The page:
How central banks should react to climate change
Climate change is altering the policy framework for central banks. Since climate-related economic shocks are similar to supply shocks, this will modify the nature of the typical shock that any economy will face in the future. As financial supervisors, central banks can play a role in facilitating correct and transparent pricing and reporting of climate-related risks, without creating undue additional costs for the sector. A proactive role for monetary policy in mitigating climate change is, however, controversial. A ‘first-best’ solution would be for fiscal policy to correct climate-related market failures, using carbon emission taxes and R&D subsidies. Explicit green quantitative easing programmes would come with the risk of creating additional market distortions and encouraging excessive fiscal deficit spending. Moreover, they should never compromise the ECB’s primary objective, which is, and should remain, medium term price stability.
At the Joint Annual Meeting of the World Bank and the IMF last week, climate change and the role of monetary policy featured prominently. This reflects growing attention to the issue among policy makers. In 2017, Mark Carney, the Governor of the Bank of England, launched the Network for Greening the Financial System (NGFS), which 46 central banks and regulators have joined so far. Next ECB president Lagarde also referred to mitigating climate change as one of her future policy priorities.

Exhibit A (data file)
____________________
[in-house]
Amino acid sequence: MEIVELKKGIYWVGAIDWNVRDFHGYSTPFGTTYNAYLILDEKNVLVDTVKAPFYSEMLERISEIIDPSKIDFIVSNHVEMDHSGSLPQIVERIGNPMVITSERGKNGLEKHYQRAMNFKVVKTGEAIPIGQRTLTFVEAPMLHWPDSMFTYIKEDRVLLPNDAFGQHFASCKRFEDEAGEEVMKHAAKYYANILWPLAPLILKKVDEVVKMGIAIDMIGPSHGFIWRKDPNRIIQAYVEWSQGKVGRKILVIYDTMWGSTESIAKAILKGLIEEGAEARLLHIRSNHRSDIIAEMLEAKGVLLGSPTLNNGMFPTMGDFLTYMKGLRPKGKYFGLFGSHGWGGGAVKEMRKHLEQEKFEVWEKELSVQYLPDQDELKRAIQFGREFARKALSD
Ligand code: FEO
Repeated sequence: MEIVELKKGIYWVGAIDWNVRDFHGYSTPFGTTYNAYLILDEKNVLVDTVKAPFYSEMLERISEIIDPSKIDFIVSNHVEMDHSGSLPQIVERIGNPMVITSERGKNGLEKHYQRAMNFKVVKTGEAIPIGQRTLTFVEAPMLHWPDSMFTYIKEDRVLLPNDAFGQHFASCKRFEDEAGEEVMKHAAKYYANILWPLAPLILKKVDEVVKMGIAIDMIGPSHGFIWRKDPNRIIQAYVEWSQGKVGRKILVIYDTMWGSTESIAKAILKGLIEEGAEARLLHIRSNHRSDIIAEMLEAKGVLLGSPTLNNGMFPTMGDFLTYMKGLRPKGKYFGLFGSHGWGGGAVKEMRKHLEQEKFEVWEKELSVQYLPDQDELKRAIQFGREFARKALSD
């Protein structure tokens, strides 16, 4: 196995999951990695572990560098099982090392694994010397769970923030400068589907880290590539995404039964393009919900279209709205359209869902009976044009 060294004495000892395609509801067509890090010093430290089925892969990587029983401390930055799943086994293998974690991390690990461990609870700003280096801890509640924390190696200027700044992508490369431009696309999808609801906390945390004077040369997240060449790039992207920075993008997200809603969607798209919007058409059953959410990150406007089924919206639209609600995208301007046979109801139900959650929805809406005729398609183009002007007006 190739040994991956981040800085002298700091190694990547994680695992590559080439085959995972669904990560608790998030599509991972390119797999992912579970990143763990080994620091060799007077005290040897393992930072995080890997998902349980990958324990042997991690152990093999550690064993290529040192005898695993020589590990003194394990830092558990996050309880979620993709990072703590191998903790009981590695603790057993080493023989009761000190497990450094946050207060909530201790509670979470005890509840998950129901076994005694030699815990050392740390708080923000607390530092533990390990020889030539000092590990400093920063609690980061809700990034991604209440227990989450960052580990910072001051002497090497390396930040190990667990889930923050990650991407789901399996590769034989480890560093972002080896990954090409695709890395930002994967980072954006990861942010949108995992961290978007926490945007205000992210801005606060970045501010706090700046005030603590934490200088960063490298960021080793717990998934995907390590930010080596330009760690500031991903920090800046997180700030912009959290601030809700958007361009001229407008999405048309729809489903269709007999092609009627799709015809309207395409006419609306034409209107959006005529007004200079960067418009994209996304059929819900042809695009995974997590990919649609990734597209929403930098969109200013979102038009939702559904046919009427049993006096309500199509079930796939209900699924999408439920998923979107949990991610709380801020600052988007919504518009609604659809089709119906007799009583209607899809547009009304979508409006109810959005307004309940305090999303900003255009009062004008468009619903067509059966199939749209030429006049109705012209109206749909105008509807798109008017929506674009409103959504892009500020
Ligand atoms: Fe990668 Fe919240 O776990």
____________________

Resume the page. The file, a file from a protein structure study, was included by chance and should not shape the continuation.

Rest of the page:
Climate-related events will impact conventional monetary policy in a number of ways. First, they make the identification of economic shocks more difficult for central banks by adding to overall volatility. Second, identifying the exact nature of a shock is all the more important since climate-related events tend to be supply shocks. As opposed to demand shocks, they create a policy trade-off for the central bank between stabilising inflation and stabilising output fluctuations. Third, climate-related shocks are likely to be relatively persistent. As opposed to temporary shocks, more permanent shocks give central banks less scope to ‘look through’ them, forcing them to act more frequently in the future. Fourth, extreme shocks become more likely. These ‘fat-tails’ are exacerbated by the fact that climate-related risks are likely to be more systemic and less country or sector specific. To hedge against this, central banks will need to make more sizeable policy rate changes in the future. Therefore, the scope for effective interest rate policy will be exhausted more often in the future, making nonconventional measures a much-needed item in the policy toolbox.